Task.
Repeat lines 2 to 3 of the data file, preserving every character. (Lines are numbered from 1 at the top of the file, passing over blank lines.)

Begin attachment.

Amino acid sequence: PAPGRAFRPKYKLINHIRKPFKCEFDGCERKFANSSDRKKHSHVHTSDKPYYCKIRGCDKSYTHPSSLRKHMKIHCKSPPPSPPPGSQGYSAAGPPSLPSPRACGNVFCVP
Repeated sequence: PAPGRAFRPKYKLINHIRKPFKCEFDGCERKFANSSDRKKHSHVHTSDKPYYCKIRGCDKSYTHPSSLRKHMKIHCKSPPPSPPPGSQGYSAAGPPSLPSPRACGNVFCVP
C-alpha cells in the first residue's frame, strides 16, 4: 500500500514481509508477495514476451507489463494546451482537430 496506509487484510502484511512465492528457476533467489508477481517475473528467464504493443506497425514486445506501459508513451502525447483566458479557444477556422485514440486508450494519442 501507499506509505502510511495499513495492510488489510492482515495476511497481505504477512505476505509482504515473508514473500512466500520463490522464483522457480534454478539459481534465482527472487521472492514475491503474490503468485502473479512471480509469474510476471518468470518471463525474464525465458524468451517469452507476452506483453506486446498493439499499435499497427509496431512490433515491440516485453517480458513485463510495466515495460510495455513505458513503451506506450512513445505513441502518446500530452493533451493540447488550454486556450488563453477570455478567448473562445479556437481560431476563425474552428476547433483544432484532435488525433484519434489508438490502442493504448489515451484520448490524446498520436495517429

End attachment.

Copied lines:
Repeated sequence: PAPGRAFRPKYKLINHIRKPFKCEFDGCERKFANSSDRKKHSHVHTSDKPYYCKIRGCDKSYTHPSSLRKHMKIHCKSPPPSPPPGSQGYSAAGPPSLPSPRACGNVFCVP
C-alpha cells in the first residue's frame, strides 16, 4: 500500500514481509508477495514476451507489463494546451482537430 496506509487484510502484511512465492528457476533467489508477481517475473528467464504493443506497425514486445506501459508513451502525447483566458479557444477556422485514440486508450494519442 501507499506509505502510511495499513495492510488489510492482515495476511497481505504477512505476505509482504515473508514473500512466500520463490522464483522457480534454478539459481534465482527472487521472492514475491503474490503468485502473479512471480509469474510476471518468470518471463525474464525465458524468451517469452507476452506483453506486446498493439499499435499497427509496431512490433515491440516485453517480458513485463510495466515495460510495455513505458513503451506506450512513445505513441502518446500530452493533451493540447488550454486556450488563453477570455478567448473562445479556437481560431476563425474552428476547433483544432484532435488525433484519434489508438490502442493504448489515451484520448490524446498520436495517429